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    This week heavy Metal gets its first real challenge. Cutting a new set of x axis mounting plates out of some 1/4" 6061 aluminum plate. I tinkered with two different bits, a 2mm and 2.2mm both TiN coated. My spindle tops out at 12000 RPM so I was a little below the recommended spindle speed for the bit sizes and worked on the feed rate to get the best cutting parameters I could. I started out at 100mm per min with a DOC of .2mm and that didn't turn out well the bit gave up the ghost about half way through due to galling because the feed was too slow. I reduced the DOC to .1mm and started the next cut at 250mm per min and worked my way up to 600mm per min which was a little too fast and then dialed it back to 500mm per min. I still ended with some galling on the bit but it made it through the program. Outside dimensions and hole placement were perfect but hole size was a good bit under spec due to bit deflection so I ended up post processing the holes on the drill press. The final DOC did not get all the way through because my material was app 6.55 mm vs 6.35 and I will finish cutting the pieces out with the band saw.

    20230920_134041.jpg 20230920_134100.jpg




    All in all I think it worked out well and I am left with two new plates that are going into the phase II project.

    Video of the project is available on my YouTube channel Heavy Metal CNC - YouTube
     
  16. David the swarfer

    David the swarfer OpenBuilds Team
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    to prevent the galling you can
    - spray with kerosene or WD40
    - rub wax candle into the groove after each pass, ready for the next pass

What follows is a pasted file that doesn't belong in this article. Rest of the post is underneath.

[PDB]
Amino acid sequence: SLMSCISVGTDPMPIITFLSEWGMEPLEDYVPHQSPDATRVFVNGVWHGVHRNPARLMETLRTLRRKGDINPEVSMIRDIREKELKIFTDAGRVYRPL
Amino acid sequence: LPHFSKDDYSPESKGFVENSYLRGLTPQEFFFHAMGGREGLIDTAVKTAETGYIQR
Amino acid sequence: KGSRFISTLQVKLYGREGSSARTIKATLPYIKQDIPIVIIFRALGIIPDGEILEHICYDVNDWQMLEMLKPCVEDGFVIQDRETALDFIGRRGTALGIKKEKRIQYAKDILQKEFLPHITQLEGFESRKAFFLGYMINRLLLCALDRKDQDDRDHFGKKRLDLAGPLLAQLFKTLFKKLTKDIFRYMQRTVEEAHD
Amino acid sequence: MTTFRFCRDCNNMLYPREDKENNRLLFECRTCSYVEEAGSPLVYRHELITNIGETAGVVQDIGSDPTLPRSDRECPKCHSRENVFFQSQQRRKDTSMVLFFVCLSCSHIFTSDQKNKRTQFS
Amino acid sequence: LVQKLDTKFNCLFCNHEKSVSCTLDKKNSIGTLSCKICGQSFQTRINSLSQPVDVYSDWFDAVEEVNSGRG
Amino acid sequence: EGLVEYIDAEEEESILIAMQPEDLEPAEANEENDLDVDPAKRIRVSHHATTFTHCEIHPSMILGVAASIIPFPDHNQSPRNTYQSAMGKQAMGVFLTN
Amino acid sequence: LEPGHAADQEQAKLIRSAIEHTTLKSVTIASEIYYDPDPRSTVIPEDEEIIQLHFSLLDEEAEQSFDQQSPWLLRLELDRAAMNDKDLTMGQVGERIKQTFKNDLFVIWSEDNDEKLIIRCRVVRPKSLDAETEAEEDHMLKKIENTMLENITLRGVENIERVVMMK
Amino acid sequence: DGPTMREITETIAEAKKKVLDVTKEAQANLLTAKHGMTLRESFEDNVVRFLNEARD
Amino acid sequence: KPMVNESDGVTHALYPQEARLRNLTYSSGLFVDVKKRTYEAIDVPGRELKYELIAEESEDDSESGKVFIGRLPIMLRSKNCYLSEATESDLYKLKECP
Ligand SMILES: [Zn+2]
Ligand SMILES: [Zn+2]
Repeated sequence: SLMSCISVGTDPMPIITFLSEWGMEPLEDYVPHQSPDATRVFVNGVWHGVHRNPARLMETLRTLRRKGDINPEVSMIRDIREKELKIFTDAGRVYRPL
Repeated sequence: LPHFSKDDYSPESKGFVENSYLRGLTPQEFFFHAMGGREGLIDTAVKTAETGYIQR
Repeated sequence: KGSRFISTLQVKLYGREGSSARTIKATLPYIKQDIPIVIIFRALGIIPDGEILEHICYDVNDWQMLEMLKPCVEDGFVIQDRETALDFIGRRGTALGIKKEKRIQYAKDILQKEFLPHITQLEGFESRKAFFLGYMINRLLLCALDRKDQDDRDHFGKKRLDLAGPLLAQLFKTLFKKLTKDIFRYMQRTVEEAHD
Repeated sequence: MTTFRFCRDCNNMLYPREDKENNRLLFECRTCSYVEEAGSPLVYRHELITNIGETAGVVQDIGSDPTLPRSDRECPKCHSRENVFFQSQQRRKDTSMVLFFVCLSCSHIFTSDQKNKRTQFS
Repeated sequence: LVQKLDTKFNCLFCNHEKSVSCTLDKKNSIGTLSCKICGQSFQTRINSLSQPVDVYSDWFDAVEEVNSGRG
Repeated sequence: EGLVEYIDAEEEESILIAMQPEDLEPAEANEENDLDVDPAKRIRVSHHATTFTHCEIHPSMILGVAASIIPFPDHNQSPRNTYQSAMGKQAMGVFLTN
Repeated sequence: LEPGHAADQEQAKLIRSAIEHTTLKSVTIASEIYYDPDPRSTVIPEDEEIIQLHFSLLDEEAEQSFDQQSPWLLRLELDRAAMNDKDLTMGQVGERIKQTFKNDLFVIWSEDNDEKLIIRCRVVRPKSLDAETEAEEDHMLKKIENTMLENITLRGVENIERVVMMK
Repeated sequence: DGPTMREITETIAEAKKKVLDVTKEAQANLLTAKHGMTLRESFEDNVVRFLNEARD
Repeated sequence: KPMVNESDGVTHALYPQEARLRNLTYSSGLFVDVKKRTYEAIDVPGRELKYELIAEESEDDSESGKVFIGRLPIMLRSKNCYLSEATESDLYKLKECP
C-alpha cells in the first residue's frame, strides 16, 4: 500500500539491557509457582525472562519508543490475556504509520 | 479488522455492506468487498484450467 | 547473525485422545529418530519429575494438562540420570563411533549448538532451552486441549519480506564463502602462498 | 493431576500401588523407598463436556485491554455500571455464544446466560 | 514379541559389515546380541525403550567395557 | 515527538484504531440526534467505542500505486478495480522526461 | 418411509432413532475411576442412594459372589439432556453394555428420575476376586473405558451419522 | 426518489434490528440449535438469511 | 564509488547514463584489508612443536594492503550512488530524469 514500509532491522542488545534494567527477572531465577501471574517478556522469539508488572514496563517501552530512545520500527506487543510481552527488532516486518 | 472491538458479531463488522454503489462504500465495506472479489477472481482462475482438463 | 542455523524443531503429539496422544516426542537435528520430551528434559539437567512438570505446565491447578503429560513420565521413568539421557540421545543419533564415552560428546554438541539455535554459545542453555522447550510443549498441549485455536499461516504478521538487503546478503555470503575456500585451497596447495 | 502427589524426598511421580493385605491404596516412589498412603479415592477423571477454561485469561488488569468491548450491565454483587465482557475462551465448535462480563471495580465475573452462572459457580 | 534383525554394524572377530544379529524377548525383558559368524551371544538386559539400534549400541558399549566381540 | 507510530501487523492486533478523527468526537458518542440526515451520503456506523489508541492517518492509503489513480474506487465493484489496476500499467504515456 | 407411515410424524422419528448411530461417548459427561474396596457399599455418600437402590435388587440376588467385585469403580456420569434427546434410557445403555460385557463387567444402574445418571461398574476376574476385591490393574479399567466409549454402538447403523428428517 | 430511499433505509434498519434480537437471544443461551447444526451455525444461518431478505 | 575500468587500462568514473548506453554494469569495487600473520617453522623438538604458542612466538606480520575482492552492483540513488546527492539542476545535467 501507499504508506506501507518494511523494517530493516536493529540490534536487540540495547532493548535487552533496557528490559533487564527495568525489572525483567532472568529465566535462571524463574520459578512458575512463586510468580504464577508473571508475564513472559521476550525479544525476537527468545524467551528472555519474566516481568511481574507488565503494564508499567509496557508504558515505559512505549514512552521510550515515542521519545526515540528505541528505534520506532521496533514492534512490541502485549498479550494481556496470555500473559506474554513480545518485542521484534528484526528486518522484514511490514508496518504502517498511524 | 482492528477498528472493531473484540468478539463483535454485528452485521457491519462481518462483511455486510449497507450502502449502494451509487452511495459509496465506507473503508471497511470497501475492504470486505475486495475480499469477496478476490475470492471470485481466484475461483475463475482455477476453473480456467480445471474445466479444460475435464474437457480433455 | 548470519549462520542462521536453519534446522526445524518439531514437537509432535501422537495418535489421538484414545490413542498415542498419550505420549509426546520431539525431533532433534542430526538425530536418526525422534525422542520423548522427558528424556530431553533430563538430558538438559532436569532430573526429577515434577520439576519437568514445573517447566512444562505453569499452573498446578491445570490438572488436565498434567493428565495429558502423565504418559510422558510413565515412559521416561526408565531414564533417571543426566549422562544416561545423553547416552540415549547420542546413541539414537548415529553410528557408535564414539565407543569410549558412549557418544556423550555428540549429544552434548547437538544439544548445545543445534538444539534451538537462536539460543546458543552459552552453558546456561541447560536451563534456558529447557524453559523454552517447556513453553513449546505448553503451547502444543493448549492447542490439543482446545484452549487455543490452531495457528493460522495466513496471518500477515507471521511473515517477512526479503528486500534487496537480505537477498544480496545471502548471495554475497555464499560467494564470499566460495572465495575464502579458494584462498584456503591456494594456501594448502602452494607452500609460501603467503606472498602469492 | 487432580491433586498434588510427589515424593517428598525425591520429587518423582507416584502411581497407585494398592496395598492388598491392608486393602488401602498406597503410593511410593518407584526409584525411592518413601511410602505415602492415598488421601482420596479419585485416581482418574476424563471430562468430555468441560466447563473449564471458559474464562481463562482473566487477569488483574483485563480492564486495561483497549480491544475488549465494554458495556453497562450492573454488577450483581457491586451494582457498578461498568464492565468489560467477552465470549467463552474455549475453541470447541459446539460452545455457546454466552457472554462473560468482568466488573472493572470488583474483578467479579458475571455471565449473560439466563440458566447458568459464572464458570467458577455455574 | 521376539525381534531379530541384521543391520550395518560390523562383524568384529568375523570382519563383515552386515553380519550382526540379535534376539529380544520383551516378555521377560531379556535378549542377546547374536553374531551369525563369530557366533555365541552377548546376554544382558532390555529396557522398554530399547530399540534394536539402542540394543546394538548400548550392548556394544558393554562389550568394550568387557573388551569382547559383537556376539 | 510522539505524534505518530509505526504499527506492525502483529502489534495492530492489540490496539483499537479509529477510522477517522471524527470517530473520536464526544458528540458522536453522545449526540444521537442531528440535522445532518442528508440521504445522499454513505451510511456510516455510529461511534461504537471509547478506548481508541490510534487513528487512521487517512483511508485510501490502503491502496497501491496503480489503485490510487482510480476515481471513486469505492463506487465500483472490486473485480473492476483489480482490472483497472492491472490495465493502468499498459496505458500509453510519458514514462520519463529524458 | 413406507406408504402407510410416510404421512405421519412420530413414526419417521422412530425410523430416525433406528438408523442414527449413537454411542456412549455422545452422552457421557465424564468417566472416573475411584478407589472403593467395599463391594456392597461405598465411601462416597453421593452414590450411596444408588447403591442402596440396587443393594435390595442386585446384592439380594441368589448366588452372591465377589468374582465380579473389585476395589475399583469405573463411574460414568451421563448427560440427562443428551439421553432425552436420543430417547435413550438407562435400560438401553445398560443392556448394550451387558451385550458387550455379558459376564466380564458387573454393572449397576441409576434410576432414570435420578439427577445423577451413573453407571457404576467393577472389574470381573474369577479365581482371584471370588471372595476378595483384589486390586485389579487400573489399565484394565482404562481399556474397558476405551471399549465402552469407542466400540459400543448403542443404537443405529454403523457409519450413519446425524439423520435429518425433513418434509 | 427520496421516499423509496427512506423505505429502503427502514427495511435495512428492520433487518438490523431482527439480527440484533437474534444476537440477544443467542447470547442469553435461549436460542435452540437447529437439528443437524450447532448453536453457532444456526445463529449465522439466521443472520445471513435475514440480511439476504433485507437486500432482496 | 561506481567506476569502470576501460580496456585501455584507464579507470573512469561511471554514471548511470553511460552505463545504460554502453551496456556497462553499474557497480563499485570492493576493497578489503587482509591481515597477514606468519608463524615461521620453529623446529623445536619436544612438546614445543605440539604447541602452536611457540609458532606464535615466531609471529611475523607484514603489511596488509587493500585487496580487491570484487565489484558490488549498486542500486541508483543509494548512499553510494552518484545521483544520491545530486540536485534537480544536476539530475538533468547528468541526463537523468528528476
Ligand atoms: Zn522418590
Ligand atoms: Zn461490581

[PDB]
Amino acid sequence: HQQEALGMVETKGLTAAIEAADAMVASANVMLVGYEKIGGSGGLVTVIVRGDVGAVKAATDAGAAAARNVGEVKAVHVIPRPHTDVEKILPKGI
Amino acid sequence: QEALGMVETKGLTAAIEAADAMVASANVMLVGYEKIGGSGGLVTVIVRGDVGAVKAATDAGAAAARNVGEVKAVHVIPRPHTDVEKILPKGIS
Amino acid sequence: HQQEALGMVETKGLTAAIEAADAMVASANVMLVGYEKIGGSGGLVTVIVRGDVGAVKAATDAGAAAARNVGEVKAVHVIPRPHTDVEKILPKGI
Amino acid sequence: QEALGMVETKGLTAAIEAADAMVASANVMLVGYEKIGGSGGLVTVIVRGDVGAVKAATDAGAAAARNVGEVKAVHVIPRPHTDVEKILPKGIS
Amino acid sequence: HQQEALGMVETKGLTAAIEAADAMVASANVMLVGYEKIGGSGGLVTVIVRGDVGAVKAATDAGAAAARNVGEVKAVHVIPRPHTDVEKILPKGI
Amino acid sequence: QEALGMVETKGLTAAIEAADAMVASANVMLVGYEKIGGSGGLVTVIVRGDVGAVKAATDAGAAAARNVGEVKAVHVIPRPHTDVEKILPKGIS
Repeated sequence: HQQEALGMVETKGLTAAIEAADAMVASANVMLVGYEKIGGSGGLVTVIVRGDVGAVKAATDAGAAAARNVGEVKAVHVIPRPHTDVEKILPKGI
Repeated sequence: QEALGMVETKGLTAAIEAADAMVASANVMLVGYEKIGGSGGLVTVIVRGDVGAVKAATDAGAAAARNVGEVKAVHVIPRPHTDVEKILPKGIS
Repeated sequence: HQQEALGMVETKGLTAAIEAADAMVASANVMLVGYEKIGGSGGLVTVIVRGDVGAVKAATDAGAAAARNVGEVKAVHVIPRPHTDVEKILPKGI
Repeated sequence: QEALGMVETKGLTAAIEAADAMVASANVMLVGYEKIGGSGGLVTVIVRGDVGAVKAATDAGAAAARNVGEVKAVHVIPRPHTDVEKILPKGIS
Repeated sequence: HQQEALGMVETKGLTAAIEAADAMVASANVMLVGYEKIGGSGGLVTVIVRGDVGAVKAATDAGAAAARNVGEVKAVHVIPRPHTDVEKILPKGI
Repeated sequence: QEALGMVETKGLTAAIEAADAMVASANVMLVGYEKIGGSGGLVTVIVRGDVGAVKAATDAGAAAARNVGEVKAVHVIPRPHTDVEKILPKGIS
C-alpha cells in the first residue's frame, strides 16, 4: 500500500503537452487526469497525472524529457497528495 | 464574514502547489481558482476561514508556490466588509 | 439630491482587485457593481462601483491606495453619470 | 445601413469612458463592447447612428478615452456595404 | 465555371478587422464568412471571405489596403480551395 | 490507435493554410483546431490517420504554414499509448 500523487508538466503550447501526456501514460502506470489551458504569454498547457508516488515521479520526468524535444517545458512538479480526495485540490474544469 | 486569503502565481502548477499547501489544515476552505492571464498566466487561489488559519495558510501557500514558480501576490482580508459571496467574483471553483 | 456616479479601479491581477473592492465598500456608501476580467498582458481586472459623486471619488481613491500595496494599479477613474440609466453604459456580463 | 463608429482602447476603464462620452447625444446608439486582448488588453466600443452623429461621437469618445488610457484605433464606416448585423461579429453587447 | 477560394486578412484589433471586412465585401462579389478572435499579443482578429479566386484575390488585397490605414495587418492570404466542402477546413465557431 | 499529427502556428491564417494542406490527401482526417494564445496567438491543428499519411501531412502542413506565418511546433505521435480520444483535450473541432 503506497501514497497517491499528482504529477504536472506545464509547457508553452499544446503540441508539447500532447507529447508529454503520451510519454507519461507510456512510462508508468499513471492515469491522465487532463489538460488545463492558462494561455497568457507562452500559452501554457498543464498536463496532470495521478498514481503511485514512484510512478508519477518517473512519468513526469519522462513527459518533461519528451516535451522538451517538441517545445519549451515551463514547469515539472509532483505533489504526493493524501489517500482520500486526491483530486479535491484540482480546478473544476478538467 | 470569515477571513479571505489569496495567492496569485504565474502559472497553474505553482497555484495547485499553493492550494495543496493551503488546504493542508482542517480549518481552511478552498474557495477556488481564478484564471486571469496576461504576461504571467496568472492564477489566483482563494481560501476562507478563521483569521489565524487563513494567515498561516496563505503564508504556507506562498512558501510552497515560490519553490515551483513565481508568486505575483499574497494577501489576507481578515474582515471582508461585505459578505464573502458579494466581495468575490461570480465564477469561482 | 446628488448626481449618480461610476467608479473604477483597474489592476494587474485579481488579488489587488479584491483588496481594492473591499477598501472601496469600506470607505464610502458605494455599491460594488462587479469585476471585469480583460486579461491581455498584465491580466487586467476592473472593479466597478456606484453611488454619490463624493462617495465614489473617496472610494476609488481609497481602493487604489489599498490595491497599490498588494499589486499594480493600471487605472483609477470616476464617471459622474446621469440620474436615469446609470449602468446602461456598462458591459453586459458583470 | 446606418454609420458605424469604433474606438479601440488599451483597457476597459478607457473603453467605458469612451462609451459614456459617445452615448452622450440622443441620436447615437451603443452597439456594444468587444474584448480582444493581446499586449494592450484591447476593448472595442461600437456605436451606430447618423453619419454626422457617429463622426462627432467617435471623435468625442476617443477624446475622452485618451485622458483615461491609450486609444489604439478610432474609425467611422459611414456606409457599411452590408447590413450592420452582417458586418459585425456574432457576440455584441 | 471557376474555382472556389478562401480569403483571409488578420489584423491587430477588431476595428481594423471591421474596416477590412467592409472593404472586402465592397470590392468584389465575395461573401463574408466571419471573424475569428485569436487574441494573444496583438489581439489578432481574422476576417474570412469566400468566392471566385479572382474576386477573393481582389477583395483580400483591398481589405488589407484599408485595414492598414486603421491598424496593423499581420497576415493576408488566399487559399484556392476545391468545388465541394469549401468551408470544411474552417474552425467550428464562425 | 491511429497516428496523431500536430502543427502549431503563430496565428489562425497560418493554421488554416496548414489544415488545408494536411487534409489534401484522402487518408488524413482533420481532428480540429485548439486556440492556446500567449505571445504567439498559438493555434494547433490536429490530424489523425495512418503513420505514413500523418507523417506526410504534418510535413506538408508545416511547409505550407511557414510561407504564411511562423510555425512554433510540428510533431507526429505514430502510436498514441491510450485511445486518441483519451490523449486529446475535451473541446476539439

- spray with pure alcohol (a very fine spray) , it evaporates completely leaving no cleanup
     
  17. Alex Chambers

    Alex Chambers Master
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    @Brian Slee, it's probably too late to say this, but when I make a mistake measuring material thickness I reset my WCS Z a bit lower and run the g-code again - less work in the long run than finishing with a bandsaw and file.

    Alex.
     
  18. David the swarfer

    David the swarfer OpenBuilds Team
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    only works if your clearance height is larger than the mistake in the material thickness.
    I would regenerate the gcode with the correct thickness but only 1 pass.
     
  19. Brian Slee

    Brian Slee Well-Known
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    I tried a little dab of TapMagic when I first started but that seemed to just help make it gummy, so I stood over the next cuts with the shop vac. I might give a 1/8" bit and some WD40 a shot for the outside cuts and a countersink bit, using a drilling cycle then finish it with the drill press for the through holes for the next testing cycle. As always thanks for all your suggestions and help.
     
    #19 Brian Slee, Sep 21, 2023
    Last edited: Sep 21, 2023
  20. Brian Slee

    Brian Slee Well-Known
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    I considered doing a second pass then I got a good look at my bit and thought it might be best not to push my luck. :nailbite:
     
  21. Brian Slee

    Brian Slee Well-Known
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    Almost ready to create the epoxy granite composite carriage rail. Casting mold is done, and I did a dry pack to get a good measure for the aggregate. Might try and do a mix and pack this weekend.


    20230922_150834.jpg